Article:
“He said you’re crazy. You’re crazy or brave—one of the two,” Hostetler recalled.

Today, the mill employs 17 part- and full-time employees. It purchases about 25,000 pounds of wool exclusively from Wyoming producers. It’s a small portion of the 2 million pounds produced in the state every year, but the benefit to the producers is Mountain Meadow pays them a premium price for the wool.

When they first started the mill, wool prices were low. Mountain Meadow was paying about 40 percent higher than the going market rate at that point.

Currently, wool prices are quite high, so Mountain Meadow is matching the commodity rate, and there is a minimum they won’t go below. The producer gets some stable pricing.

In turn, Hostetler explained, Mountain Meadow produces quality products that are branded Wyoming.

“Everything that comes out of here is going to have that ranch’s name on it….We follow it all the way through the system, from the [bundle] of yarn to the sweater or the hat. It’s building that brand identity for Wyoming and Wyoming wool.”

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Mountain Meadow employee Gloria Rogers, of Buffalo, works on one of the processes that takes washed wool and aligns the fibers.

Plugging away

Though they’ve bought from producers around the state, the wool is currently coming from four counties: Converse, Sheridan, Johnson, and Campbell.

That 25,000 pounds of wool comes in bales that are roughly 5-feet cubed. It then goes through a washing process to remove dirt and grease. The washed product is about half the weight of the raw product.

It then goes through several more processes that align the fibers of wool into long strands, and then finally, it’s spun into yarn. Lastly, the yarn is dyed a variety of colors.

“I love it. It’s creative but it’s an exact science too,” Marjorie Mantle says of her work in the dyeing station at the Mountain Meadow Mill.

The company’s employees take a lot of pride in their work. Throughout the summer, Hostetler said they give tours daily, which are quite popular. And the tour-goers usually end up purchasing something in the craft store in front of the mill, once they see how everything is made.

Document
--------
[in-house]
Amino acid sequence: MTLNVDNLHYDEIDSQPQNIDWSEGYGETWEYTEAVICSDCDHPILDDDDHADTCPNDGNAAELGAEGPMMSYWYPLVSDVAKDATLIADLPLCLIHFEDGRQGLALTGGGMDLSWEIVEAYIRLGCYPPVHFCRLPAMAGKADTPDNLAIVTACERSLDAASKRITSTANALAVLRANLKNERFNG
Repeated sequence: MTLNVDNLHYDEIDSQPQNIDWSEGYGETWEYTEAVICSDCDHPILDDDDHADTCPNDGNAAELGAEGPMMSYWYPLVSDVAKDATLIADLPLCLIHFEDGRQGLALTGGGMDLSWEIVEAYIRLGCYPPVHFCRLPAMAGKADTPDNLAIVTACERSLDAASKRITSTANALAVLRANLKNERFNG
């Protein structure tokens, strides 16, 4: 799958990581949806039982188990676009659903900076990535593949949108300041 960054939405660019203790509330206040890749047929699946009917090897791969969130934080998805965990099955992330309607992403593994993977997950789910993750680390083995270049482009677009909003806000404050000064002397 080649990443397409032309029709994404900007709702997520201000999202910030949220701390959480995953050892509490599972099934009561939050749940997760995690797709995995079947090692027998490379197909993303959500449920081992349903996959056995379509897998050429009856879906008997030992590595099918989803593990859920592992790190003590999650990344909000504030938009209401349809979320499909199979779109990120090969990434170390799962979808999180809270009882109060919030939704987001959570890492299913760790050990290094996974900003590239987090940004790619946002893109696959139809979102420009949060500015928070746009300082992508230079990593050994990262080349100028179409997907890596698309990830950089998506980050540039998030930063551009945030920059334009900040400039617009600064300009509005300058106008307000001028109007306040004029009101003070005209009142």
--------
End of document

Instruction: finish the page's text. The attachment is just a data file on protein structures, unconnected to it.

Mountain Meadow also sells their yarn all over the country, including to shops across Wyoming. The Fiber House in Sheridan is one of their Wyoming buyers.

Hostetler is now planning a second phase next year in which they will begin producing finished items in another portion of the mill. These will be sweaters, hats, and mittens—all made from high quality Wyoming wool.

“I don’t think we can do socks,” she said.

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Though the company is growing and enjoying the highest number of employees in its history, 11 years is very young in the mill business. The profit, she said, is quite fragile still.

“I can’t say we’re a total success story, yet,” she cautioned.

However, she thinks the worst of it is behind her, and it’s a good time to be a manufacturer in America. She was recently invited to the White House with manufacturers, large and small, from across the country to present their businesses at a “Made in America” showcase.

“I think we passed the real danger zone,” she said. “We’ll just keep plugging away and keep those sheep on the plains of Wyoming.”

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Originally from New Mexico, Killough began his career writing freelance for a weekly magazine in Albuquerque while completing his undergraduate degree. In addition to reporting on uranium mining in western New Mexico, he spent three years reporting in western North Dakota during the height of the oil boom. He can be reached at or 701-641-6603.